A coworker then said that the players should’ve chosen another time and way to make a statement. She continued that the players should go protest outside the White House, though she thought that if they did that, it would likely “turn violent.” “If the players didn’t like what was happening and didn’t want to stand during the anthem, they should go play in another country where they can make money there.” I replied again that I had to respectfully disagree and I felt that essentially using the “if you don’t like it, you can leave” argument is one of the main outlooks that is helping to divide us when we should really be working to find ways to support one a another and bring us together.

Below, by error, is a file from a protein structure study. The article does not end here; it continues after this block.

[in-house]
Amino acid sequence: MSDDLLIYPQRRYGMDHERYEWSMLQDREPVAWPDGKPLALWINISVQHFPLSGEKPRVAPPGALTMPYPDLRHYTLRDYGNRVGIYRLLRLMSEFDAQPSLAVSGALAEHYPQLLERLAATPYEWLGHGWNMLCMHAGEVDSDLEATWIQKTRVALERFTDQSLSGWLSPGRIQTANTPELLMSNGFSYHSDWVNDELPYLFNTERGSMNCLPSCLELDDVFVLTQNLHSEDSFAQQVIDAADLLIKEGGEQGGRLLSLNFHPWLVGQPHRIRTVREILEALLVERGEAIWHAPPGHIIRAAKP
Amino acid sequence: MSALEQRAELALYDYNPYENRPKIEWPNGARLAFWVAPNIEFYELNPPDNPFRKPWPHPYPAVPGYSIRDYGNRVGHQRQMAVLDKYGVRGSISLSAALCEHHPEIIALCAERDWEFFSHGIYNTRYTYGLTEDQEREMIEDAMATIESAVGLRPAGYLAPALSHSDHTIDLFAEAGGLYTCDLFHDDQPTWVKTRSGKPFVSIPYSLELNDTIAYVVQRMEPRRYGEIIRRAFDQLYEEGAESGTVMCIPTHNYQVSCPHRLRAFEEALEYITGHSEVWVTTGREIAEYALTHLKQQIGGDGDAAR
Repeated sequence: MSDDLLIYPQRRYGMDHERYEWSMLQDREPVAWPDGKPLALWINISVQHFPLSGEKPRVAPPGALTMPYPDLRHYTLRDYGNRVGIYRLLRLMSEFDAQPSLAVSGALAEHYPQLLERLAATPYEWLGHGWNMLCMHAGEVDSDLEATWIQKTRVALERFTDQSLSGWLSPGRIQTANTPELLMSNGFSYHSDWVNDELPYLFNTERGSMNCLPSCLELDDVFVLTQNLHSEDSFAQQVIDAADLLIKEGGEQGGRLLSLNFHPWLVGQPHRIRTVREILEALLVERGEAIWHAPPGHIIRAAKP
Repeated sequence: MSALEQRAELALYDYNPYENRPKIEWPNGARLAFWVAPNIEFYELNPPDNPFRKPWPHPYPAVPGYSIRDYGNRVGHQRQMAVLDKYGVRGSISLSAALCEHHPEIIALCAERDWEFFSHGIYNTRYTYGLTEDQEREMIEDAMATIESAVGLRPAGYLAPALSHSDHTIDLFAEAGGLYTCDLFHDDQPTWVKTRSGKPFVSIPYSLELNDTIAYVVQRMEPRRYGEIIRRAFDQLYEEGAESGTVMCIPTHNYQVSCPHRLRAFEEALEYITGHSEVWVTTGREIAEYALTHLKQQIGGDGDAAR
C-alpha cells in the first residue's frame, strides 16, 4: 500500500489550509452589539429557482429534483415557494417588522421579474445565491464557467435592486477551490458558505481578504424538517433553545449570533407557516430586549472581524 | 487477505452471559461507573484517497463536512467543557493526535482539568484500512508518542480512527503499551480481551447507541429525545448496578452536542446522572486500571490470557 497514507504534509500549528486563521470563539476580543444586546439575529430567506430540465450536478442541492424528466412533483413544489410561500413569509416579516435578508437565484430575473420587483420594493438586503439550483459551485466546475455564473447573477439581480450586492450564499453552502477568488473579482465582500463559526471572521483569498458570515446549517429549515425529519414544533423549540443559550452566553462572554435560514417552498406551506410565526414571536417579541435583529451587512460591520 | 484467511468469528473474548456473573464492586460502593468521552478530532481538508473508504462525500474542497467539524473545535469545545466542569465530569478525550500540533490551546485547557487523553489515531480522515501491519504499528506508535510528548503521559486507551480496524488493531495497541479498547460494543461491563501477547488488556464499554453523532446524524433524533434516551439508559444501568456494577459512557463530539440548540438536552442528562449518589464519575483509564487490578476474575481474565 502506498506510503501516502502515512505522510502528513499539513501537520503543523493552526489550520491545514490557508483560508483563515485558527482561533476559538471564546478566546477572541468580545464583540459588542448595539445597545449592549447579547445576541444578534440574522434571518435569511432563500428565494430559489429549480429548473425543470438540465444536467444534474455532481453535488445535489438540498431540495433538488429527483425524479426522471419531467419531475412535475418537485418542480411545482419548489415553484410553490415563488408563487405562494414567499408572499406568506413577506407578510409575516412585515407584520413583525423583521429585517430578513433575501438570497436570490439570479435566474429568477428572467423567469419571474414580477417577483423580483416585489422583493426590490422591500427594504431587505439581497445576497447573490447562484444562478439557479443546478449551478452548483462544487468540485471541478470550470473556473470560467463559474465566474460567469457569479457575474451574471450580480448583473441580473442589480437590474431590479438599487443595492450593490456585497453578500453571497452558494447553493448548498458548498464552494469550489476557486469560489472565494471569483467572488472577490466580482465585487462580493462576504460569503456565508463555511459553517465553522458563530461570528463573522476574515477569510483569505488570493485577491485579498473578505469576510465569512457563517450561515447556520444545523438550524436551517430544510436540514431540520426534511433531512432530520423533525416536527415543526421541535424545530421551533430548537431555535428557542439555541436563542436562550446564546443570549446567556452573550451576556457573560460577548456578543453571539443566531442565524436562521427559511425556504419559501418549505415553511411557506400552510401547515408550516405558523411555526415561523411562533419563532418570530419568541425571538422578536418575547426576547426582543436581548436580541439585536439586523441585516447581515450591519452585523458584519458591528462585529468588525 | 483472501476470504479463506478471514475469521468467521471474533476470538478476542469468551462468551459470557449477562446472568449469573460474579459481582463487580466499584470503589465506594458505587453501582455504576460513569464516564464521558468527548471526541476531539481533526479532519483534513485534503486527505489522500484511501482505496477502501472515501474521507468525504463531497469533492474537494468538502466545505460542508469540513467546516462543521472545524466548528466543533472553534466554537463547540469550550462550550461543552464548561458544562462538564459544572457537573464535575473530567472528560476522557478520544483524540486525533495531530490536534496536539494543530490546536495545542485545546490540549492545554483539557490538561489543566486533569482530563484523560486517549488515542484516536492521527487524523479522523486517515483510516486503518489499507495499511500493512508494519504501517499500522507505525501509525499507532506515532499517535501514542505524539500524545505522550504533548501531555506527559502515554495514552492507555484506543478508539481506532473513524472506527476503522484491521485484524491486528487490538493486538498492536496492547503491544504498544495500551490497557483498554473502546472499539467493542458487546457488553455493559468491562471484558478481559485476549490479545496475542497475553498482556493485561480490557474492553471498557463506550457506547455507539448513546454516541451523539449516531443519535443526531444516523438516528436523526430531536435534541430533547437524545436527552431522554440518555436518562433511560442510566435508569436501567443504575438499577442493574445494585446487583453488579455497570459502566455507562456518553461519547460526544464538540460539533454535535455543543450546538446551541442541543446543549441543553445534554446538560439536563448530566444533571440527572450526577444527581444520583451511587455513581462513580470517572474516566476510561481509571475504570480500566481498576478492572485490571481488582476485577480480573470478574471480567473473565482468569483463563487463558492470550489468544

This conversation ended shortly thereafter, with my coworkers maintaining their beliefs that the actions the players had taken were wrong, while I continued my support of them. This conversation did not leave me offended or with feelings of anger or disappointment towards my friends and coworkers, but their comments and the experience as a whole stayed with me throughout the day. By the time I started my drive home for the day, I was unusually upset. It had all brought up a lot of strong feelings and I certainly found myself thinking, “I really wish that could have been more of a dialogue.” I did feel that my viewpoint had been met in a somewhat closed fashion. It left me feeling that I might be less willing to offer my opinion if asked for it on something similar in the future. That thought didn’t come from a point of pride that I didn’t “win over” any of my coworkers to my side. But I must admit that there was a short amount of time when I thought “what’s the point of trying to find middle ground when others have already made up their minds?”